Revivals often occur where there are disjunctions of old beliefs and new realities, in periods of social and cultural turmoil and change. These things don’t cause Revival but they prepare the way. They are evidence of the hand of God in history moving in the affairs of men to prepare them for His purposes. These times shake people’s security in human institutions and material things. This in turn can open their hearts to spiritual things. Britain at the end of 2017 fits this pattern perfectly. If you include the associated conditions of moral decline and open ridicule of Christianity, which again are common features of pre-Revival times, we seem ripe for Revival!

The Truth

An important part of any period prior to Revival is the realisation, by a significant minority of the Church, of what a dangerous thing it is to neglect the great, central truths of the gospel. There is often a tendency amongst the broader church to want to ape the culture, a desire to be acceptable. The general impression the Church gives in such times is that it doesn’t really believe it’s own doctrines. However, in that context a significant minority need to show a growing passion for the central truths of the Bible, and a growing boldness in preaching them. I would observe that both the problematic attitude and the counter movement are evident today.

The Prayers

A key element on the way to Revival is prayer and intercession. No Revival occurs without prayer. In the best documented cases of Revival prayer gatherings, large and small, are the forerunner to Revival. The size of the prayer meeting is less important than the passion and commitment to seek God. I believe there are encouraging signs of many prayer movements in recent decades, yet I remain nervous that we may lack something in this area.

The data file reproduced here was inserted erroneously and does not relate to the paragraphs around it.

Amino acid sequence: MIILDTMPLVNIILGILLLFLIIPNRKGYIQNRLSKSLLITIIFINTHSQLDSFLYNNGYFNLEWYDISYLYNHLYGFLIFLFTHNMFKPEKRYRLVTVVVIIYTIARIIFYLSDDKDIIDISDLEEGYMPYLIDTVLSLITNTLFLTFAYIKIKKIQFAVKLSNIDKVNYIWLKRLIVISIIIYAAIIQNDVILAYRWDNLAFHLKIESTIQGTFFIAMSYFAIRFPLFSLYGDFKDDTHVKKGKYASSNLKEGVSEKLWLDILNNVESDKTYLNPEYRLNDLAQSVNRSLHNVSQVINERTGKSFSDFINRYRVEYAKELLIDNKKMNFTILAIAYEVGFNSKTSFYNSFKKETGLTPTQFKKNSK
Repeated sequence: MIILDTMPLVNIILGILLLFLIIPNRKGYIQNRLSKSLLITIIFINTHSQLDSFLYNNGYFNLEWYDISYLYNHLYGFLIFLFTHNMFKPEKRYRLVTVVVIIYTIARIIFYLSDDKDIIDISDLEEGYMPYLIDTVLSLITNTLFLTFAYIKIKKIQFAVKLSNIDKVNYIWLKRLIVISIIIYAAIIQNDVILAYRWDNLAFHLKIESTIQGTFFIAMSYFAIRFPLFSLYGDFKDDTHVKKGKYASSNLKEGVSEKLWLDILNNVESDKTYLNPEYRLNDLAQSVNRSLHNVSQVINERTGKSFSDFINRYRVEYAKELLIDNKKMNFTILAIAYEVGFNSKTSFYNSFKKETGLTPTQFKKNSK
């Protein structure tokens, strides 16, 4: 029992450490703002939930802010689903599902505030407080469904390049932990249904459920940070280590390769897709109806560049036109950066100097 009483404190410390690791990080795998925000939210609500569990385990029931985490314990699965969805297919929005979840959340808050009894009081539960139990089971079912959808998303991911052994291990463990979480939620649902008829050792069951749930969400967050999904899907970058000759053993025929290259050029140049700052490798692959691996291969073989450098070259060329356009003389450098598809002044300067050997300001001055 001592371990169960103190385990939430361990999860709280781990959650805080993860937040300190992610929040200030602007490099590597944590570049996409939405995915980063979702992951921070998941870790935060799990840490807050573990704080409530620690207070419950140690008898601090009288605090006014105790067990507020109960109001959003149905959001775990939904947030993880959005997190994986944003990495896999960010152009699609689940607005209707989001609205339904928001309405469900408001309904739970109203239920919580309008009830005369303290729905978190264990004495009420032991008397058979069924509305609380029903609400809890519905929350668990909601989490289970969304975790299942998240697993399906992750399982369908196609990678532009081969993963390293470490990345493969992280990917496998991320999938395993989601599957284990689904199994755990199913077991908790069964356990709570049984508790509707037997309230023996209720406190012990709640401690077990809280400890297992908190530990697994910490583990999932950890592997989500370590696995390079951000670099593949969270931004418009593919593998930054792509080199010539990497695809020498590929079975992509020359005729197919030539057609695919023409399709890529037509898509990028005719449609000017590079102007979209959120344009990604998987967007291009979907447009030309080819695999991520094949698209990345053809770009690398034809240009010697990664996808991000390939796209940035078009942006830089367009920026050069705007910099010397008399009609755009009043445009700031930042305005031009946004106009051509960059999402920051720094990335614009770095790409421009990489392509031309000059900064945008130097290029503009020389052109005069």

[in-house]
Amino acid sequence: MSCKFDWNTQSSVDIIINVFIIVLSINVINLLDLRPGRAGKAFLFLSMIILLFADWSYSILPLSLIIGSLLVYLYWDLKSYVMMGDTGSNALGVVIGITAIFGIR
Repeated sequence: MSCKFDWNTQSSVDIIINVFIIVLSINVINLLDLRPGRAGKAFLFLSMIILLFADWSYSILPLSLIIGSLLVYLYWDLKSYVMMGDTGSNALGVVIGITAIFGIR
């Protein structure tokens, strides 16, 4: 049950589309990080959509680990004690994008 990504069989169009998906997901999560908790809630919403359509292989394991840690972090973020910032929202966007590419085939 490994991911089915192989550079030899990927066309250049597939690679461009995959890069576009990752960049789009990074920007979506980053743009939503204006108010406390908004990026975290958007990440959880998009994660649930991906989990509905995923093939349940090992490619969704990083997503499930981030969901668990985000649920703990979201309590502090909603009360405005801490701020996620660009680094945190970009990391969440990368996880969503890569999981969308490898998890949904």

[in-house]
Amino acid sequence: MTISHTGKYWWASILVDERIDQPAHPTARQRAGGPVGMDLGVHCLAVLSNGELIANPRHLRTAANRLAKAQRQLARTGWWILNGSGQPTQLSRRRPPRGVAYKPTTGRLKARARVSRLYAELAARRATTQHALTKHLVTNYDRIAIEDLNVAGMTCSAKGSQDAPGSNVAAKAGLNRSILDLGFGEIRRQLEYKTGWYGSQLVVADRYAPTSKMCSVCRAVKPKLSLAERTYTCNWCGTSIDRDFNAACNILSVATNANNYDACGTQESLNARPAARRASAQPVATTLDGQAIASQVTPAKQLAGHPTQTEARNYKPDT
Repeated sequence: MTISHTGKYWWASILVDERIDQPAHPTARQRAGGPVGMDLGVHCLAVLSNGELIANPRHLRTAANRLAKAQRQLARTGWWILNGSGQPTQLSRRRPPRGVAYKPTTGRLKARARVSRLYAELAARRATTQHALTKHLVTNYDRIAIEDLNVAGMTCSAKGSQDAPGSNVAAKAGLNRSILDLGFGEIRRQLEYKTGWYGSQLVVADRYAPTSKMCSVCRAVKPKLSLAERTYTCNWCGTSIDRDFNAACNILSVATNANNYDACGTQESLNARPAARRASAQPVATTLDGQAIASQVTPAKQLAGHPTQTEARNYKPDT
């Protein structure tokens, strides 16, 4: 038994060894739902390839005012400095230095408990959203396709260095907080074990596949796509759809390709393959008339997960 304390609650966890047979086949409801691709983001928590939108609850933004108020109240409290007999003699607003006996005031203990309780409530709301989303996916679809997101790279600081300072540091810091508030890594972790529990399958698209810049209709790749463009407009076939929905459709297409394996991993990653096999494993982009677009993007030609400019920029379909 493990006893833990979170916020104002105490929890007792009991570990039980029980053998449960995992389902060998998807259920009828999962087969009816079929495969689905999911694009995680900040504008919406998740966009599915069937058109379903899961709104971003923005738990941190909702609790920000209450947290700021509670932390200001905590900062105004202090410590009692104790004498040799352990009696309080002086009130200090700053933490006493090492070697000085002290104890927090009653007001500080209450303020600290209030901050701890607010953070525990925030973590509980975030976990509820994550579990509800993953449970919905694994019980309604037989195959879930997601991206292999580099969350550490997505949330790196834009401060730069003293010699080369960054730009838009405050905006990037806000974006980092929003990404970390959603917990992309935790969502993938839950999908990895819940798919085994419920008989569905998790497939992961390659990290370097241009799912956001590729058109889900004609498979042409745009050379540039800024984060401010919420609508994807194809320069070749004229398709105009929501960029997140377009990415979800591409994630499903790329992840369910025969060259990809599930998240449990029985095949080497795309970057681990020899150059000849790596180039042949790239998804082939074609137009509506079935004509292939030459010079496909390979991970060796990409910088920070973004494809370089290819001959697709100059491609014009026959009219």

The Expectation

Another discernible step on the way to Revival is a growing sense of expectation among those attuned to the Holy Spirit. There have been many prophecies concerning Revival in recent decades and, to be frank, some have led to cynicism amongst Christians. Yet we cannot ignore the sheer weight and variety of such prophetic pointers. We also need to bear in mind that prophetic words often take a long time to be fulfilled.

The Gospel

Many students of Revival observe that in the run up to Revival there is a growing desire to preach the gospel, the emergence of genuinely enthusiastic evangelistic endeavors. I see evidence of this in recent decades e.g. Alpha Courses, Christianity Explored Courses, Just 10 missions, Treasure Hunting, Healing on the Streets, large evangelistic Christmas events and many other things. You have to be evangelising for God to move in and give you a harvest.

The Mystery

Finally, we cannot bring about Revival any more than we can ‘make’ someone a Christian, it’s a sovereign work of God. Our gospel events are often well planned and bring a measure of fruitfulness, but nothing compares to when God powerfully turns up and his fire falls. Again and again we learn from history that the course of Revival is a mystery. The Holy Spirit truly does move like the wind.

So let’s not lose focus or give up seeing biblical life and truth restored. Let’s not quench the fire burning within or become complacent. Let’s not wait until things get even more desperate before we pray. Let’s not lose the sense of expectancy and hope of prophetic promises of Revival being fulfilled. Let’s not be passive.

“Let us not become weary in doing good, for at the proper time we will reap a harvest if we do not give up.” Galatians 6 v 9.